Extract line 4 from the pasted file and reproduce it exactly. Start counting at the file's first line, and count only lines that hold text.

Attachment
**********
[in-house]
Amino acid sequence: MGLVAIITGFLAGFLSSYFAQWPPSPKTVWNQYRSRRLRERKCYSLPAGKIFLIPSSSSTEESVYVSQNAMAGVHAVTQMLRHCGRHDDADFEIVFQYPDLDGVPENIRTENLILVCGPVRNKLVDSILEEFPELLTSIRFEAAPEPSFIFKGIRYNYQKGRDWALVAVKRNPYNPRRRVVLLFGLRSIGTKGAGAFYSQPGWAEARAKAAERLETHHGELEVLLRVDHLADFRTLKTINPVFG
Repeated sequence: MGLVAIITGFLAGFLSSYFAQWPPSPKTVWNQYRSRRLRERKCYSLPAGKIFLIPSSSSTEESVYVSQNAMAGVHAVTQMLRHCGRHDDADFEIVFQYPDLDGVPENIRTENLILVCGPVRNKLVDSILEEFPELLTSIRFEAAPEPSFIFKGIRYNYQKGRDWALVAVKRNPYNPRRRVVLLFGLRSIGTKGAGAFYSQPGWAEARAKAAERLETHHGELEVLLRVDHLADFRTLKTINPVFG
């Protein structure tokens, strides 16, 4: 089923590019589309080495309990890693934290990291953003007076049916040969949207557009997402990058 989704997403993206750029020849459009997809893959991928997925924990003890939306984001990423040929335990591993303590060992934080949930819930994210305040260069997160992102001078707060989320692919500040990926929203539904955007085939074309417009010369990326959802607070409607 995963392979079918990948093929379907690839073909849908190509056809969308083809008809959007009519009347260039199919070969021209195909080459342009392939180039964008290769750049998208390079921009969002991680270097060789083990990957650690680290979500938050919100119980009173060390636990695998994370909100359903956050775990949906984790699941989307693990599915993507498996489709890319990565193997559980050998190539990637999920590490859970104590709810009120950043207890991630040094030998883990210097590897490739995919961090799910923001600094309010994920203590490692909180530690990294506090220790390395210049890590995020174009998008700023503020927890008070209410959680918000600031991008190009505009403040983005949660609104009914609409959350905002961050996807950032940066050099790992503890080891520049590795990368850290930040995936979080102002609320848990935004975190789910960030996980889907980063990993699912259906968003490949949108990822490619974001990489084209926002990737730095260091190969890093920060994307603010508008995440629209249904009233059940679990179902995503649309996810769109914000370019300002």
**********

């Protein structure tokens, strides 16, 4: 089923590019589309080495309990890693934290990291953003007076049916040969949207557009997402990058 989704997403993206750029020849459009997809893959991928997925924990003890939306984001990423040929335990591993303590060992934080949930819930994210305040260069997160992102001078707060989320692919500040990926929203539904955007085939074309417009010369990326959802607070409607 995963392979079918990948093929379907690839073909849908190509056809969308083809008809959007009519009347260039199919070969021209195909080459342009392939180039964008290769750049998208390079921009969002991680270097060789083990990957650690680290979500938050919100119980009173060390636990695998994370909100359903956050775990949906984790699941989307693990599915993507498996489709890319990565193997559980050998190539990637999920590490859970104590709810009120950043207890991630040094030998883990210097590897490739995919961090799910923001600094309010994920203590490692909180530690990294506090220790390395210049890590995020174009998008700023503020927890008070209410959680918000600031991008190009505009403040983005949660609104009914609409959350905002961050996807950032940066050099790992503890080891520049590795990368850290930040995936979080102002609320848990935004975190789910960030996980889907980063990993699912259906968003490949949108990822490619974001990489084209926002990737730095260091190969890093920060994307603010508008995440629209249904009233059940679990179902995503649309996810769109914000370019300002």